The Washington Post and others recently broke the story of an inside job at the Virginia Alcoholic Beverage Control Authority (ABC), involving the sale of highly sought-after and rare bourbons. In turn, the agency was unwittingly inflaming a robust black market in secondary whiskey sales among local whiskey collectors.
It all started when a copy of a draft press release from Virginia ABC was apparently leaked. The release stated that the agency was revamping how it would distribute and sell limited-release or rare bourbons in its stores. Instead of these desired bottles being scattered to random state-run stores around the commonwealth on random days, the products would only be sold on Wednesdays. New limits were also to be placed on how many bottles of these so-called "allocated products" a single customer could purchase.
While this unofficial announcement caused some confusion at the time, the reason for it is now clear: Virginia ABC was in the throes of detangling a massive inside job.
The contours of the scheme were simple enough. A former Virginia ABC employee was able to maintain access to the distribution list for when and where valuable bottles of bourbon were being sold in the state-run stores. A private Facebook group was started—with a $300 buy-in fee—in which the ex-employee would tip off whiskey aficionados to what stores the bottles would show up in and on what day they would be there. Then, the buyers just had to drive to the right store at the right time, purchase the desired whiskey at the state-determined price, and walk out.
To see why this scheme could be lucrative for everyone involved, it's important to understand the "bourbon bubble" that has gripped America over the past few years. Whiskey sales have doubled in the past decade, and top-shelf brands have enjoyed a particular surge. While secondary liquor sales are technically illegal in the United States, a booming black market has taken hold, with flippers making tens of thousands of dollars a year in illicit sales.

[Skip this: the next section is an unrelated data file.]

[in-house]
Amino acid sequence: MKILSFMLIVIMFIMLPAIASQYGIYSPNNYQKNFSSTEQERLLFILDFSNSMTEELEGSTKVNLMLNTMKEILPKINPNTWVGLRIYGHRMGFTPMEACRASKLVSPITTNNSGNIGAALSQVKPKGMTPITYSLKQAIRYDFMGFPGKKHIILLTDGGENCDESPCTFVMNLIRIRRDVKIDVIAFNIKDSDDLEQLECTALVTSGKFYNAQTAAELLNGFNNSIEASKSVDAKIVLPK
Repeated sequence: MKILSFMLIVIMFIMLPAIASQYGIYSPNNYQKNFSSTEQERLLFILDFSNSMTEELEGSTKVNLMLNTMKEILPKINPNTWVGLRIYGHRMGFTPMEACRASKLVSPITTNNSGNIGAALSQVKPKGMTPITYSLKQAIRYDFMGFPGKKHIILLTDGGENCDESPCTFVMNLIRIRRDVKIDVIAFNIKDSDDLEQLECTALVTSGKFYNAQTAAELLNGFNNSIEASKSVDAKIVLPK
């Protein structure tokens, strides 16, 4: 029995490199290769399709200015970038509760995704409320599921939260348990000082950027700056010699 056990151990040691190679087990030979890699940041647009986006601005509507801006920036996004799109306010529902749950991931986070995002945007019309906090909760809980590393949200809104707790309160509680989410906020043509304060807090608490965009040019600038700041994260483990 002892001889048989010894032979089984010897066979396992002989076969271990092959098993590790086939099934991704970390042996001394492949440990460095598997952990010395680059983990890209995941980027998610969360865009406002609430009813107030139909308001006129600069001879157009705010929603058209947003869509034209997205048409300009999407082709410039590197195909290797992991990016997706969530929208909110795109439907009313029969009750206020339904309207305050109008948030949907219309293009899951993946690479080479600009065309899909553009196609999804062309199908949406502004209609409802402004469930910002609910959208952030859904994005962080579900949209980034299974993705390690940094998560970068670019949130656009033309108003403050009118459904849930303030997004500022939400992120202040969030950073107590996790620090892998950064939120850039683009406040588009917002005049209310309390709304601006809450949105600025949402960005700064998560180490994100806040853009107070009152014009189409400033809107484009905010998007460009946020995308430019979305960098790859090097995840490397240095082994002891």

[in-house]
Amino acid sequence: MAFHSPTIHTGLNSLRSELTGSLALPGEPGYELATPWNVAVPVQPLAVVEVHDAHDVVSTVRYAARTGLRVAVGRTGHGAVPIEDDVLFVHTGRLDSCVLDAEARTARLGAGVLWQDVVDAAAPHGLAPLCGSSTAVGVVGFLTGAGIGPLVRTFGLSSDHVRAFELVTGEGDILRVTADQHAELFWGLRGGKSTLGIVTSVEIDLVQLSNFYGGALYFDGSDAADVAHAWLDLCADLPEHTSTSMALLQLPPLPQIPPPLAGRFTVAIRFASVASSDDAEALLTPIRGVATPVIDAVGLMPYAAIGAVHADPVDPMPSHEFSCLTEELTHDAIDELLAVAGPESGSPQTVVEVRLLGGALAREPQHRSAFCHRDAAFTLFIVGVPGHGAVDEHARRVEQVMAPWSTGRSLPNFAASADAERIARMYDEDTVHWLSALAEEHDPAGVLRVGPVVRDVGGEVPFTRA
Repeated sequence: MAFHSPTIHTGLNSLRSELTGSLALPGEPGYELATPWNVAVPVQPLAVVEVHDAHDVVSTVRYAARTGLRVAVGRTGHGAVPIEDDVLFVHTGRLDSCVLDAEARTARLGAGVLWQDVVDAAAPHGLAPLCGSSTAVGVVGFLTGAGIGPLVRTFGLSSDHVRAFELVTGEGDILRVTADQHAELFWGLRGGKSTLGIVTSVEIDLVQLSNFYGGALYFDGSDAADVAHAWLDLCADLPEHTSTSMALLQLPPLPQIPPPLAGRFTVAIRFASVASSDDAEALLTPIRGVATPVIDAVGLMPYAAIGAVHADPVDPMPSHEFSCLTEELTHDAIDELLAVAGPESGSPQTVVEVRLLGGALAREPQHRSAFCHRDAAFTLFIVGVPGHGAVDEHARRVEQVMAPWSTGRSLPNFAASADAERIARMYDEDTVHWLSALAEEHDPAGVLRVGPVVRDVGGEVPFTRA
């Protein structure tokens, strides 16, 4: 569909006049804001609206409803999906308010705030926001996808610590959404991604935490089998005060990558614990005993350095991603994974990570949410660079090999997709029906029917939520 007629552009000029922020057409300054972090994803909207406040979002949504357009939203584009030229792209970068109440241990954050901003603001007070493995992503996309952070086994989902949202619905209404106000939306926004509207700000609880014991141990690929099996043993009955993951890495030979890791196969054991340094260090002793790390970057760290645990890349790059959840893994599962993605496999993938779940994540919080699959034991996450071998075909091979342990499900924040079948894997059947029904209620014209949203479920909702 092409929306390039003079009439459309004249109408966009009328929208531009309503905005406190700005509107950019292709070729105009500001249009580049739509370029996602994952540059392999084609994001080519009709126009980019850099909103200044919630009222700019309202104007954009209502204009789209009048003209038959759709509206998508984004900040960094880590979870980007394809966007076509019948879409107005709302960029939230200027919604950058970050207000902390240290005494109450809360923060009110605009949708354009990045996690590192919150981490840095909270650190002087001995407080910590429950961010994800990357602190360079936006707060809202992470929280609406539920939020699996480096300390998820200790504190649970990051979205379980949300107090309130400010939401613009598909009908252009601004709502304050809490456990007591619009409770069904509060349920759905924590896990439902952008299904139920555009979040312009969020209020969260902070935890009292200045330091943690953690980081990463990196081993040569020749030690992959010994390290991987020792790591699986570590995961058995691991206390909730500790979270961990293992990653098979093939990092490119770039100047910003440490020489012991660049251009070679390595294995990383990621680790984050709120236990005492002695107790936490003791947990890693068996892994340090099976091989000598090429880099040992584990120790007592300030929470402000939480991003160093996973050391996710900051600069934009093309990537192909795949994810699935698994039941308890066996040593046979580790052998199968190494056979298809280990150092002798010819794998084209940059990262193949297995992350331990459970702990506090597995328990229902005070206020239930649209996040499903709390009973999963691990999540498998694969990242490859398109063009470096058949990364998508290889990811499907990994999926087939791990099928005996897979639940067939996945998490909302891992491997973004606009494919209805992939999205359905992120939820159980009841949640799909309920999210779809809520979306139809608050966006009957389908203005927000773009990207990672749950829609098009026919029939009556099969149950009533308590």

Given this dynamic, it's fairly easy to bet that many of the buyers who purchased these valuable bottles from Virginia ABC stores at state-set prices turned around and made a handsome profit by reselling them. Although it was perhaps slow in reacting, Virginia ABC finally managed to get to the bottom of what was happening in the scheme, and now those involved are being prosecuted.
But other than targeting specific individuals and re-working the way in which sought-after bourbon is sold at ABC stores around the state, how should policy makers and industry stakeholders respond to this latest humiliation involving government-controlled liquor sales?
In one sense, the rare bourbon market labors under some inherent structural realities that are not readily fixable overnight. After all, it is a yearslong—sometimes decadeslong—process to produce well-aged whiskey, which means that distillers cannot simply ramp up supply overnight to deflate the bourbon bubble.
But there are ways to help the situation. First and most obviously, this scandal should be seen as yet another reason why allowing the government to be in the business of selling private goods is a bad idea. The very features of Virginia's government-controlled liquor system provided all the ingredients necessary for such a scheme to take place.
Namely, the state strictly regulates the price of liquor while at the same time having absolute control over what stores get what products. This centralized system of liquor distribution inherently places highly valuable information in the hands of a small cadre of government employees. The potential to misuse this information for undue gain is enormous.
In contrast, a decentralized and private market makes these types of abuses much less lucrative. Different owners operate different stores, and they have more ability to adjust prices for their products to respond to the level of demand for rare bottles.
Of course, if a liquor store wants to inform select customers secretly ahead of time about when certain valuable bottles will arrive, that's their prerogative. But if it angers other customers who are not privy to this information, those customers can just take their business elsewhere. In contrast, one cannot effectively boycott Virginia ABC—it has a monopoly on all liquor sales in the commonwealth.
The second takeaway is equally straightforward. There is no compelling reason why secondary liquor sales should be illegal. As the experience of Prohibition itself attests, the best way to take the air out of a black market is to make it a white market. If secondary whiskey sales were allowed to take place above board, it would create more equalized access to products.
While some opponents might fret that secondary alcohol sales could be dangerous, the reality is that we allow all types of consumable food and drink products to be resold, with little in the way of negative repercussions. Furthermore, given that liquor bottles come in tamper-proof packaging—with sealed caps or corks—reselling liquor is in many ways safer than selling products like pastries at the neighborhood bake sale.
To date, much of the media focus has been on how Virginia ABC was finally able to nab the individuals involved in this scandal. A more valuable endeavor, in the long term, would be to open our liquor markets to let them function like other industries.
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